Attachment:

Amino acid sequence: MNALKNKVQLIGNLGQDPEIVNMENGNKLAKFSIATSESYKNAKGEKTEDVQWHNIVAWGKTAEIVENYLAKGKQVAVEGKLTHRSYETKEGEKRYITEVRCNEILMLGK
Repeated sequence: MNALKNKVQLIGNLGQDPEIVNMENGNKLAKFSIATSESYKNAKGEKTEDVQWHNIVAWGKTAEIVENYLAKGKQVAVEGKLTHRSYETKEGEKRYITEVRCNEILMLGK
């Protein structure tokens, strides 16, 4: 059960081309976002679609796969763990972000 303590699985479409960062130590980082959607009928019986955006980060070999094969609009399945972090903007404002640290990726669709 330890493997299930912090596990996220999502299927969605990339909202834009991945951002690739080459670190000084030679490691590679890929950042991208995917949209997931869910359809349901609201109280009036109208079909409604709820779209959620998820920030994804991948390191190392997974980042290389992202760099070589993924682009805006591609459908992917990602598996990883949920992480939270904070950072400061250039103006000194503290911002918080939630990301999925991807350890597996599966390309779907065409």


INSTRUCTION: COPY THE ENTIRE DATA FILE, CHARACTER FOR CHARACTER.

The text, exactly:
Amino acid sequence: MNALKNKVQLIGNLGQDPEIVNMENGNKLAKFSIATSESYKNAKGEKTEDVQWHNIVAWGKTAEIVENYLAKGKQVAVEGKLTHRSYETKEGEKRYITEVRCNEILMLGK
Repeated sequence: MNALKNKVQLIGNLGQDPEIVNMENGNKLAKFSIATSESYKNAKGEKTEDVQWHNIVAWGKTAEIVENYLAKGKQVAVEGKLTHRSYETKEGEKRYITEVRCNEILMLGK
């Protein structure tokens, strides 16, 4: 059960081309976002679609796969763990972000 303590699985479409960062130590980082959607009928019986955006980060070999094969609009399945972090903007404002640290990726669709 330890493997299930912090596990996220999502299927969605990339909202834009991945951002690739080459670190000084030679490691590679890929950042991208995917949209997931869910359809349901609201109280009036109208079909409604709820779209959620998820920030994804991948390191190392997974980042290389992202760099070589993924682009805006591609459908992917990602598996990883949920992480939270904070950072400061250039103006000194503290911002918080939630990301999925991807350890597996599966390309779907065409």